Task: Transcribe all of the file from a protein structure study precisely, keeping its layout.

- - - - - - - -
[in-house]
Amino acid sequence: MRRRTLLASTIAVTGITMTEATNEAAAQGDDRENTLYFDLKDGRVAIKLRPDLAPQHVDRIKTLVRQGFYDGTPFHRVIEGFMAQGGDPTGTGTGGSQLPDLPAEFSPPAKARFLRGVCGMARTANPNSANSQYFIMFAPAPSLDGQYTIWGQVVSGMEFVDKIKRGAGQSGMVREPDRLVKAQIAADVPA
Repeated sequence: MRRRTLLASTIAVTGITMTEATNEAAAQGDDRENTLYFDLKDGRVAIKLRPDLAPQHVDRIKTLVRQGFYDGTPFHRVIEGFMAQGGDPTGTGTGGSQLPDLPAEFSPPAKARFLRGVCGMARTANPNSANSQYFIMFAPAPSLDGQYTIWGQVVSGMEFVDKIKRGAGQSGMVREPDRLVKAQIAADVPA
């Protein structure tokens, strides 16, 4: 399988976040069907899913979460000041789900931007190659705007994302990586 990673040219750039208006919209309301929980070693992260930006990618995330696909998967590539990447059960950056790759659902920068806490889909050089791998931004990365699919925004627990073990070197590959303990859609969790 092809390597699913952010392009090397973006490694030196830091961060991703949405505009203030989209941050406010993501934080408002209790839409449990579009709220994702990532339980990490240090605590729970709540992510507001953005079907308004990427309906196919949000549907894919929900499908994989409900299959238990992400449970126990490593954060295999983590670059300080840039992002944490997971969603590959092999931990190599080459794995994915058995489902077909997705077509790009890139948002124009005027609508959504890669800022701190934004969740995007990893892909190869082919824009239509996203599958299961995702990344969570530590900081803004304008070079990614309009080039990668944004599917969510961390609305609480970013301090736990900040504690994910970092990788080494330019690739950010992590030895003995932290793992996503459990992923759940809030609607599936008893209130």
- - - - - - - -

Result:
[in-house]
Amino acid sequence: MRRRTLLASTIAVTGITMTEATNEAAAQGDDRENTLYFDLKDGRVAIKLRPDLAPQHVDRIKTLVRQGFYDGTPFHRVIEGFMAQGGDPTGTGTGGSQLPDLPAEFSPPAKARFLRGVCGMARTANPNSANSQYFIMFAPAPSLDGQYTIWGQVVSGMEFVDKIKRGAGQSGMVREPDRLVKAQIAADVPA
Repeated sequence: MRRRTLLASTIAVTGITMTEATNEAAAQGDDRENTLYFDLKDGRVAIKLRPDLAPQHVDRIKTLVRQGFYDGTPFHRVIEGFMAQGGDPTGTGTGGSQLPDLPAEFSPPAKARFLRGVCGMARTANPNSANSQYFIMFAPAPSLDGQYTIWGQVVSGMEFVDKIKRGAGQSGMVREPDRLVKAQIAADVPA
């Protein structure tokens, strides 16, 4: 399988976040069907899913979460000041789900931007190659705007994302990586 990673040219750039208006919209309301929980070693992260930006990618995330696909998967590539990447059960950056790759659902920068806490889909050089791998931004990365699919925004627990073990070197590959303990859609969790 092809390597699913952010392009090397973006490694030196830091961060991703949405505009203030989209941050406010993501934080408002209790839409449990579009709220994702990532339980990490240090605590729970709540992510507001953005079907308004990427309906196919949000549907894919929900499908994989409900299959238990992400449970126990490593954060295999983590670059300080840039992002944490997971969603590959092999931990190599080459794995994915058995489902077909997705077509790009890139948002124009005027609508959504890669800022701190934004969740995007990893892909190869082919824009239509996203599958299961995702990344969570530590900081803004304008070079990614309009080039990668944004599917969510961390609305609480970013301090736990900040504690994910970092990788080494330019690739950010992590030895003995932290793992996503459990992923759940809030609607599936008893209130």